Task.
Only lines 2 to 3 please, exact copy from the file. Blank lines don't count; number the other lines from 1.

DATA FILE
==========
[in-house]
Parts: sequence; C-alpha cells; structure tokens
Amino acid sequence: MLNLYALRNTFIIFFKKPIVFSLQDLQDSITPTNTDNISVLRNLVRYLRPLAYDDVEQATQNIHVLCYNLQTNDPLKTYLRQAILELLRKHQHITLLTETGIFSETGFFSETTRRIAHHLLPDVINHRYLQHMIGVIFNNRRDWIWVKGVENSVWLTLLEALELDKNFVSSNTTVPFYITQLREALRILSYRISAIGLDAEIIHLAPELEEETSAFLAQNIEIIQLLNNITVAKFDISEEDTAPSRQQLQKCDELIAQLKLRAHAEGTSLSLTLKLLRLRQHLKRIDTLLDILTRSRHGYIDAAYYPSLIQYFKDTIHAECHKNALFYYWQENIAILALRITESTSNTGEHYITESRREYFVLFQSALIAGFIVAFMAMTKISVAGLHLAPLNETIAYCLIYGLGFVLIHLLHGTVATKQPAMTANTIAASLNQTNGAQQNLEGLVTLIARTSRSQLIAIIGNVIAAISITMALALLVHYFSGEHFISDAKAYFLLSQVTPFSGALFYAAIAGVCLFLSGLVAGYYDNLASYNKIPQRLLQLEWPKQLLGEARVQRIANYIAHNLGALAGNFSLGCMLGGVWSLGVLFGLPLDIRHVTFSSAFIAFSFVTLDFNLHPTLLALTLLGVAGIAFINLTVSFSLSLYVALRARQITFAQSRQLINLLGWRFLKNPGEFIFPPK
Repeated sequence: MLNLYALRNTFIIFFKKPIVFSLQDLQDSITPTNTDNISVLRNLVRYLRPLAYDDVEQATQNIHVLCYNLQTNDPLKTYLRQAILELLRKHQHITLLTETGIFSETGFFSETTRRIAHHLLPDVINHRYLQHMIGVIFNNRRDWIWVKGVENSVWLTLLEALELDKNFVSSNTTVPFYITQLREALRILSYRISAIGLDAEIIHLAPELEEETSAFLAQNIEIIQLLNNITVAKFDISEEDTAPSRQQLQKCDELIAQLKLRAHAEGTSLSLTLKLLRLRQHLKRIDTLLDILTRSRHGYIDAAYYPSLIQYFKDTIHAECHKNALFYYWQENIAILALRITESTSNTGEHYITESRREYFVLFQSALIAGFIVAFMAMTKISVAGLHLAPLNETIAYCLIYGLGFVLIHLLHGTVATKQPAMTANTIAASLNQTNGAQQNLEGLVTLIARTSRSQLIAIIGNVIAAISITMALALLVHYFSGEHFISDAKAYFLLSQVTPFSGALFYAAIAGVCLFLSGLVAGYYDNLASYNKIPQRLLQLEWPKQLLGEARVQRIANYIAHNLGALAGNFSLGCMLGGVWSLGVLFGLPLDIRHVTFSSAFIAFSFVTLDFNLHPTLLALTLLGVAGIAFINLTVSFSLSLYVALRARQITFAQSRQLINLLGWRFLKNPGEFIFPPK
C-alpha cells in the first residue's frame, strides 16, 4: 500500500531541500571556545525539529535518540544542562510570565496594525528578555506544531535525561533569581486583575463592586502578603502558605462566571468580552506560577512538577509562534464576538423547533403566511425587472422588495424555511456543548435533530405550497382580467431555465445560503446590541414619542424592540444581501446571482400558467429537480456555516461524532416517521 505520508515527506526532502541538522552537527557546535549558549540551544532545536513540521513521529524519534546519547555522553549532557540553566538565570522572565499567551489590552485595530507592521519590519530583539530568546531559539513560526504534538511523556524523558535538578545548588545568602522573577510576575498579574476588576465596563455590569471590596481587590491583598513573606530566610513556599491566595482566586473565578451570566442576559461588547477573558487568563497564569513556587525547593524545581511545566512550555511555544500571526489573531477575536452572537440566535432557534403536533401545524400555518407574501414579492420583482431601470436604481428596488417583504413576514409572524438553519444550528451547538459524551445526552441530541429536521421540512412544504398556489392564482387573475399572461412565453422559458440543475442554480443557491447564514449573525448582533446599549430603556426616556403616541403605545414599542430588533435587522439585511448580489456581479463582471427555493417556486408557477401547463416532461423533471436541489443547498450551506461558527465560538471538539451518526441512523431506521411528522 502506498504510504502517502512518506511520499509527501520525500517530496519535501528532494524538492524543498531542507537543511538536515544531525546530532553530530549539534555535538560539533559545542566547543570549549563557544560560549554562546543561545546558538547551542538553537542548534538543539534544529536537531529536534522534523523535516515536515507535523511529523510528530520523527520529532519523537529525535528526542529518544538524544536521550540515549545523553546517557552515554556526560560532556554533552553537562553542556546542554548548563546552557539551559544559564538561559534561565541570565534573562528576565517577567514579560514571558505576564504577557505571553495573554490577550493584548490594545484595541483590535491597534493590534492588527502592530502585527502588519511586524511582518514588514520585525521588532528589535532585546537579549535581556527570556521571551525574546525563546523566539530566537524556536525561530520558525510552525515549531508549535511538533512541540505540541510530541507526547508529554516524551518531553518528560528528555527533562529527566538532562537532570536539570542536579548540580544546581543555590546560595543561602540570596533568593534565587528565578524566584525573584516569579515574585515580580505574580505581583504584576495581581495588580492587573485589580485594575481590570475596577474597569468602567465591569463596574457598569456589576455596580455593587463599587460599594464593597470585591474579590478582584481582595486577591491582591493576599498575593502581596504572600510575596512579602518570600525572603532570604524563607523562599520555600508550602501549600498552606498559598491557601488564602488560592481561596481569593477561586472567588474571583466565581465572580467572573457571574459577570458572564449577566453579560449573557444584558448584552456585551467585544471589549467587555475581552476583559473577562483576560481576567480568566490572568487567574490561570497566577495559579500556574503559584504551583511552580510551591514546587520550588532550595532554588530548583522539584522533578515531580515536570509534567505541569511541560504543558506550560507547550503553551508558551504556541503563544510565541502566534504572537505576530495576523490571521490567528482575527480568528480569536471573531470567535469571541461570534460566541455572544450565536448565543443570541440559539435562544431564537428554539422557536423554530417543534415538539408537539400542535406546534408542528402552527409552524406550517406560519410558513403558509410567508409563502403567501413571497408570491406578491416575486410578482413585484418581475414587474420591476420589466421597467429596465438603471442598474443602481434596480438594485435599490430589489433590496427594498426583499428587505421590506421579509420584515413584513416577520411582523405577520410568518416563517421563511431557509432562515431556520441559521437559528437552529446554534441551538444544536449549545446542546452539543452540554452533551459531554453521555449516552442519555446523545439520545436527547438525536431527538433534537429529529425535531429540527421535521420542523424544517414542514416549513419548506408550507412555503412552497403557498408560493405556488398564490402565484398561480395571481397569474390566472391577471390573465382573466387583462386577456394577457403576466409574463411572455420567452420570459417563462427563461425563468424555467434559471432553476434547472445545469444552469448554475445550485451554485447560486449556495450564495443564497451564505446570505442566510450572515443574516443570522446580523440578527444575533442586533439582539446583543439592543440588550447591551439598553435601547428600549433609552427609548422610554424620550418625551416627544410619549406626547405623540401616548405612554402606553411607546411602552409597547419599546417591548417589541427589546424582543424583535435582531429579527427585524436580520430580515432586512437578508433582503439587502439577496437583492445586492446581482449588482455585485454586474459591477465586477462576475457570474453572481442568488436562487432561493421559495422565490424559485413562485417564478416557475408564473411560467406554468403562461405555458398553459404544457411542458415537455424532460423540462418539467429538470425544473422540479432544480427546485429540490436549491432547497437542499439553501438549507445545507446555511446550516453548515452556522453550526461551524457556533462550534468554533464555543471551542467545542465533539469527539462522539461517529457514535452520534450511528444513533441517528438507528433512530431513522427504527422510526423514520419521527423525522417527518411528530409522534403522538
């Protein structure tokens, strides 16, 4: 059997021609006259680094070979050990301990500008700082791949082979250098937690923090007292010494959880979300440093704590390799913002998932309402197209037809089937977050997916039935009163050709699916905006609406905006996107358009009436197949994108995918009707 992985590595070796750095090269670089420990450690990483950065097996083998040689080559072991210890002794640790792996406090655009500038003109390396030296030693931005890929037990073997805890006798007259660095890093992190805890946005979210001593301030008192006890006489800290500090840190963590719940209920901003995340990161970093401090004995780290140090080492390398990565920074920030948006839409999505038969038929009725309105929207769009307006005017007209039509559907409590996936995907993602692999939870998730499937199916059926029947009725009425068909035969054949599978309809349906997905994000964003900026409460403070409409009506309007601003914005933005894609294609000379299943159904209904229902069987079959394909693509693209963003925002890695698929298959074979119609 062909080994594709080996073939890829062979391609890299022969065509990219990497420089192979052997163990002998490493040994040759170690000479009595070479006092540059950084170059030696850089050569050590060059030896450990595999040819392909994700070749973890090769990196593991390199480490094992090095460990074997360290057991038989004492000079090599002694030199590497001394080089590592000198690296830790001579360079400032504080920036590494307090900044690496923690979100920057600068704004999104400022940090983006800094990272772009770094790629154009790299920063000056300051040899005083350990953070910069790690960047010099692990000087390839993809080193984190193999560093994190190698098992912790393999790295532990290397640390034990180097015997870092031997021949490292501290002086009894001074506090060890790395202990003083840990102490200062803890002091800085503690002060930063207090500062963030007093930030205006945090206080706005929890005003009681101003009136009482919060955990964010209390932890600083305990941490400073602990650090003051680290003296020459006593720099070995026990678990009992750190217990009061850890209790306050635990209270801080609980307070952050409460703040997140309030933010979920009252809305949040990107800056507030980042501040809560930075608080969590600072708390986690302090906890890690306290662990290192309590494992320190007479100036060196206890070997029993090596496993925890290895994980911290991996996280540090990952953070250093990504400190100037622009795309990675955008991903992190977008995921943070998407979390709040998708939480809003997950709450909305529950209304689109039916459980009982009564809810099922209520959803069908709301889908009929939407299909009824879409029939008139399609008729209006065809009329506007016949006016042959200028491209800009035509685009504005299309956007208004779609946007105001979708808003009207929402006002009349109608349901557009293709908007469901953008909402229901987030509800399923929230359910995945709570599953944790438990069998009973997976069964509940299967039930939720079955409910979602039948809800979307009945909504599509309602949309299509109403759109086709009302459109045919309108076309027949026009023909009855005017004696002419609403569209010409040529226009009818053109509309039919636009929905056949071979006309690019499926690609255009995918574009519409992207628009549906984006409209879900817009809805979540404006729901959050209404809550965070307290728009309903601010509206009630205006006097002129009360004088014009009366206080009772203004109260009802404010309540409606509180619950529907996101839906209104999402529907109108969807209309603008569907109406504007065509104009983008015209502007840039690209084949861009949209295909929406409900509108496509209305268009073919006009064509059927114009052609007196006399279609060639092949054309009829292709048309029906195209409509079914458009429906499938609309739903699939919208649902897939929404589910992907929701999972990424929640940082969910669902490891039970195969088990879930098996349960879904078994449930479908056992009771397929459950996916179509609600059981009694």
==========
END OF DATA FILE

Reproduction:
Parts: sequence; C-alpha cells; structure tokens
Amino acid sequence: MLNLYALRNTFIIFFKKPIVFSLQDLQDSITPTNTDNISVLRNLVRYLRPLAYDDVEQATQNIHVLCYNLQTNDPLKTYLRQAILELLRKHQHITLLTETGIFSETGFFSETTRRIAHHLLPDVINHRYLQHMIGVIFNNRRDWIWVKGVENSVWLTLLEALELDKNFVSSNTTVPFYITQLREALRILSYRISAIGLDAEIIHLAPELEEETSAFLAQNIEIIQLLNNITVAKFDISEEDTAPSRQQLQKCDELIAQLKLRAHAEGTSLSLTLKLLRLRQHLKRIDTLLDILTRSRHGYIDAAYYPSLIQYFKDTIHAECHKNALFYYWQENIAILALRITESTSNTGEHYITESRREYFVLFQSALIAGFIVAFMAMTKISVAGLHLAPLNETIAYCLIYGLGFVLIHLLHGTVATKQPAMTANTIAASLNQTNGAQQNLEGLVTLIARTSRSQLIAIIGNVIAAISITMALALLVHYFSGEHFISDAKAYFLLSQVTPFSGALFYAAIAGVCLFLSGLVAGYYDNLASYNKIPQRLLQLEWPKQLLGEARVQRIANYIAHNLGALAGNFSLGCMLGGVWSLGVLFGLPLDIRHVTFSSAFIAFSFVTLDFNLHPTLLALTLLGVAGIAFINLTVSFSLSLYVALRARQITFAQSRQLINLLGWRFLKNPGEFIFPPK